Civilian employees of the 452nd Air Mobility Wing gathered in the Cultural Resource Center Aug. 23 to honor Years of Service Award recipients and hear Col. Samuel Mahaney, commander, talk about his vision for the wing as the “wing of the future,” the Four Tenets of Leadership, the latest information concerning sequestration and a notional preview of the FY2014 budget.
Two commander’s calls were held, one in the morning, the other in the early afternoon, to accommodate work schedules for the employees. Both events were pushed to near seating capacity audiences. At the beginning of the morning gathering, Mahaney began his discussion with a simple explanation of why the employees were there.
“I wanted to bring you all together to honor our service award recipients and talk a little bit about what I see as the direction for the 452 AMW as the wing of the future,” said Mahaney. “Then I want to say a few words about where we are with regard to our FY14 budget.”
A majority of the service awards presented were for 30 years. There were, however, a few people who received a 40-year pin shared reflections on the years they have served.
“During my career, I have been privileged to work for supervisors with high standards, for not only themselves and the quality of work they provide, but who also projected those same standards onto their employees,” said Nancy Ferrick, Mahaney’s secretary. “Because of those professional leadership examples, to which I was privy to very early in my career as a civil service employee, I have always endeavored to do the best job I can in each position I have held over the years and encouraged others to do the same.”
“Even after all these years, I am still enjoying my work and the satisfaction of taking care of my commander and supporting the members of this wing,” added Ferrick.
One common thread for some of the recipients was the different jobs they had during their long careers.
Emilio “Emo” Matos, 452nd AMW budget officer, enlisted in the U.S. Air Force in 1971 as a helicopter maintenance mechanic and spent two years at the former George Air Force Base, Calif.
During this time the Vietnam conflict was nearing an end and, because of the drawdown, Matos was given the opportunity to serve his last two years in the Air Force as a motion picture laboratory technician with the Air Force Audiovisual Service at the former Norton Air Force Base, Calif.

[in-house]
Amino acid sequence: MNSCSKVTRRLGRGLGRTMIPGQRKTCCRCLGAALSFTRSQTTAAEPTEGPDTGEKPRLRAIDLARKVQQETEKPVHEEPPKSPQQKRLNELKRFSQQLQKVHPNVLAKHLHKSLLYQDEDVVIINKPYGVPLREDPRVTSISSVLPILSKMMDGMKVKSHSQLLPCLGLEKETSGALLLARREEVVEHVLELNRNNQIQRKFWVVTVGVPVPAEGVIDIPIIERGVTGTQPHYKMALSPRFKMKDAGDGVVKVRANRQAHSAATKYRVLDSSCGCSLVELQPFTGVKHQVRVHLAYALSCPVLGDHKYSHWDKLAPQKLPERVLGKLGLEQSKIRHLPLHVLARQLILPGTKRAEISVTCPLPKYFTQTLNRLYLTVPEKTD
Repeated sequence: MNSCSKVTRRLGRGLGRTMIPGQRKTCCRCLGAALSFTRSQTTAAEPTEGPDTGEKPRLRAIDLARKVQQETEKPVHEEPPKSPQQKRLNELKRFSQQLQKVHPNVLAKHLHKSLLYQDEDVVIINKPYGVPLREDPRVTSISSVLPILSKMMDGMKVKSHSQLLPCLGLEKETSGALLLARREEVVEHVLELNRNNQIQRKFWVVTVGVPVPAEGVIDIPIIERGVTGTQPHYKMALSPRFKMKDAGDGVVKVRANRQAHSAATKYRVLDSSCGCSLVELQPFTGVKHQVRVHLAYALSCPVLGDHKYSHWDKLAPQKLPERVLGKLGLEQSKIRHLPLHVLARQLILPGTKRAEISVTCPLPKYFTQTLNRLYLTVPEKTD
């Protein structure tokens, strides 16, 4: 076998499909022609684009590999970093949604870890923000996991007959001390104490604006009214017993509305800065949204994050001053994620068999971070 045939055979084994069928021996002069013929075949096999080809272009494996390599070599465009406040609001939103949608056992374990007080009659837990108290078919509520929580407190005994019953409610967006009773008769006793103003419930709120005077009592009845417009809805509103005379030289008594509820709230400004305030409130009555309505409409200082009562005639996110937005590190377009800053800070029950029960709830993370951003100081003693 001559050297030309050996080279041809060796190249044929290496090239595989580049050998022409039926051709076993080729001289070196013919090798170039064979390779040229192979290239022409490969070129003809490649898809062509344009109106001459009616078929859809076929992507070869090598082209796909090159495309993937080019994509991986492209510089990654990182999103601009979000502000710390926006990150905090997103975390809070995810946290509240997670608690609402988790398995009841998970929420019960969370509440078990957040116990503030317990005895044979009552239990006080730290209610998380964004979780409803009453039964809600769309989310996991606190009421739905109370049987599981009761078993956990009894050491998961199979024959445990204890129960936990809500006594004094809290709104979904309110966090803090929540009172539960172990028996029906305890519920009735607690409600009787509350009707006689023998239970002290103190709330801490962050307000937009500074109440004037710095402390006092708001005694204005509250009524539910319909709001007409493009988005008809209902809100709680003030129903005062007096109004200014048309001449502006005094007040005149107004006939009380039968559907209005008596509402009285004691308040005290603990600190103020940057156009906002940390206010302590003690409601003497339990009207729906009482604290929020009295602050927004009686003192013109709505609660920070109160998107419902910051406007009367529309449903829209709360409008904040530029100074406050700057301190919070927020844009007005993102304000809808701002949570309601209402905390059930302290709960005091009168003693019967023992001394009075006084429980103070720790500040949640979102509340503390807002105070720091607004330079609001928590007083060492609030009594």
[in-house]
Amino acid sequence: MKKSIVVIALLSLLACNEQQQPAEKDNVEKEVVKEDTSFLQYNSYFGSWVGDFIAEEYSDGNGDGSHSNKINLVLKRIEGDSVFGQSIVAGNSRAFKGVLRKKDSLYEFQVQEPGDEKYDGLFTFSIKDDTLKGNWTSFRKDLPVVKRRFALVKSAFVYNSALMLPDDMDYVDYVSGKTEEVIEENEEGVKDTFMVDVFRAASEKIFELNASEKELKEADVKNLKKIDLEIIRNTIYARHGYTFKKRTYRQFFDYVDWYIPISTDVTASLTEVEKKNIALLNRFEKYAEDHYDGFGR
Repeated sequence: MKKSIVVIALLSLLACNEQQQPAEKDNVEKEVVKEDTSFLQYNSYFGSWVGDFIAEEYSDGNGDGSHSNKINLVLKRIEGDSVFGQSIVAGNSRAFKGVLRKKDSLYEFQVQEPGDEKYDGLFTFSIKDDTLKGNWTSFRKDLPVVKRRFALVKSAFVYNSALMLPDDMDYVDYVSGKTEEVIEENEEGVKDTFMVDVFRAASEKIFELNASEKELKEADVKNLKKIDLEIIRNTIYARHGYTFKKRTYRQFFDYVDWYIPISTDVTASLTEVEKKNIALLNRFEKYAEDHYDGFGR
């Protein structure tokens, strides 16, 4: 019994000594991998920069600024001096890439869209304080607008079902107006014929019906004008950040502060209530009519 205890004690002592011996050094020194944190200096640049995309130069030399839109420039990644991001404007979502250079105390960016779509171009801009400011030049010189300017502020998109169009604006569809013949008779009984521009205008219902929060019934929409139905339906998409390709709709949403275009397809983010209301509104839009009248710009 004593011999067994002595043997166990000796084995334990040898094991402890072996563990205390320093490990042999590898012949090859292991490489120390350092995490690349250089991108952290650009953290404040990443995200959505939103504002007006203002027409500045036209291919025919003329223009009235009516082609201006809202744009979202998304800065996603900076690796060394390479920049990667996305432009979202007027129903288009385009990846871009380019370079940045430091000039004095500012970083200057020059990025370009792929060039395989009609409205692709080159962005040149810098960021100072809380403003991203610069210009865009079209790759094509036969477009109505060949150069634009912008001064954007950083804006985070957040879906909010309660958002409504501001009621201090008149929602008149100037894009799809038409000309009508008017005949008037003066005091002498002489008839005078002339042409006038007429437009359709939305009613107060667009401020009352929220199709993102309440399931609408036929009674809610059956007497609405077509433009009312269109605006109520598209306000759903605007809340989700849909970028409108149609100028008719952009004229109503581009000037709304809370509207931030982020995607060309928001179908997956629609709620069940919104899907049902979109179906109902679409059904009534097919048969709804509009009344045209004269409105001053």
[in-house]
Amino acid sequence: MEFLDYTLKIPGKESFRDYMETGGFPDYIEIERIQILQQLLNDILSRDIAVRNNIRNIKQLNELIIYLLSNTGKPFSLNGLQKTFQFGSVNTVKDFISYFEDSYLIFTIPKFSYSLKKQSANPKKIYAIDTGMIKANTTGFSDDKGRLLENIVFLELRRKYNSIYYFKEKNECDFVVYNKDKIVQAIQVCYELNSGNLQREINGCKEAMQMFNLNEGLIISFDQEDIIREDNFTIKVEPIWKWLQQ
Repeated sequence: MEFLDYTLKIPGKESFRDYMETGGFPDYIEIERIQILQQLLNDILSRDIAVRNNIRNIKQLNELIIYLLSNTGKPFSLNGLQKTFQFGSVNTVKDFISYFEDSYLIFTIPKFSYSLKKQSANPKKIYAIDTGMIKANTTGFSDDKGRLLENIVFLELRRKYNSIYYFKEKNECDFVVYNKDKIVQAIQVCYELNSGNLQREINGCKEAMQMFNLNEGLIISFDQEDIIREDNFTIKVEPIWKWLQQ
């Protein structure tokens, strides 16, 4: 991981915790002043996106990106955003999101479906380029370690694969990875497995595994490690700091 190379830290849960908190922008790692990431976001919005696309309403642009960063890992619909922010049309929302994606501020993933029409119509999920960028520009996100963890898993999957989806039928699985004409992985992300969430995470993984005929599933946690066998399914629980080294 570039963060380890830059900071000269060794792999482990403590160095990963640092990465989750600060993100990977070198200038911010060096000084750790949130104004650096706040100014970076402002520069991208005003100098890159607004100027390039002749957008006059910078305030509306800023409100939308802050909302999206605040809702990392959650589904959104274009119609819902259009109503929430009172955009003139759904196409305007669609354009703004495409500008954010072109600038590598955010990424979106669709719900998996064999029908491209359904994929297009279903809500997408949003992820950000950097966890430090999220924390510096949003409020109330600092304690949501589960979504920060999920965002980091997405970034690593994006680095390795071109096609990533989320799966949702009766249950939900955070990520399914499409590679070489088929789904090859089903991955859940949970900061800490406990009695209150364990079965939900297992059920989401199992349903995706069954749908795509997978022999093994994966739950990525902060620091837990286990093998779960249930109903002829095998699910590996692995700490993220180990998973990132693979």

The military positions at Norton AFB were eventually converted to civilian positions so Matos was able to be discharged from the Air Force and returned to work in the same job as a civilian. Eventually those positions with the Audio Visual Service were converted to contractor positions and he lost his job there. Shortly thereafter, he came to the then March AFB and took a position as a supply technician.
Within the Civil Service system he was able to keep his income at the level of the highest position he had previously held while working at other positions on base. Eventually, he became a budget analyst in the base finance office.
As a 40-year service award recipient, Matos talked about his years of service and although he has no plans to retire in the near future, he shared his perspective.
“With the retirement thing, it’s having something that you can make work for you”, said Matos. “If you don’t have some kind of plan or something to help you move forward, life comes and goes pretty quick.”
“If you’re not doing something, people are either going to get ill or they just get tired and before you know it they’re back at another job. I’d rather just stay at the job where I’m at and do the job I’m doing as long as I can do it.”
The third recipient of the 40-year pin was Bob Kaschak, 452nd Emergnecy Managmenr.
Elaine Plein, 452 AMW, protocol officer received her 30-year award, but she has actually served 32 years with the federal government. She worked as a seasonal employee with the Internal Revenue Service, moved to Utah and worked as a student aid, married an Air Force member then moved to Germany for three years.
Upon her return to the United States, she moved to Florida and worked for the U.S. Army Corps of Engineers. Later, she worked various jobs in finance at the former Norton AFB, the U.S. Audit Agency, the 452nd Communications Squadron and the Office of Special Investigations. She has held her current position since 2001.
“I’ve got 32 years in and I’m about ready to retire,” said Plein. “I’ve loved all of the different positions I’ve had. Every job I’ve worked at, I’ve made it to where I’ve enjoyed myself. A lot of times your attitude helps you to make the job enjoyable. I’ve really enjoyed working for the government.”
In addition to the Longevity Service Awards, Victor Flores accepted the FY 2012 Weapons Safety Achievement Award, Senior Master Sgt. Alejandra Enriquez received the Air Force Reserve Command Recruiting Service Personnel Award and Brian Scharage received an award for Palace Acquire Civil Engineer Intern.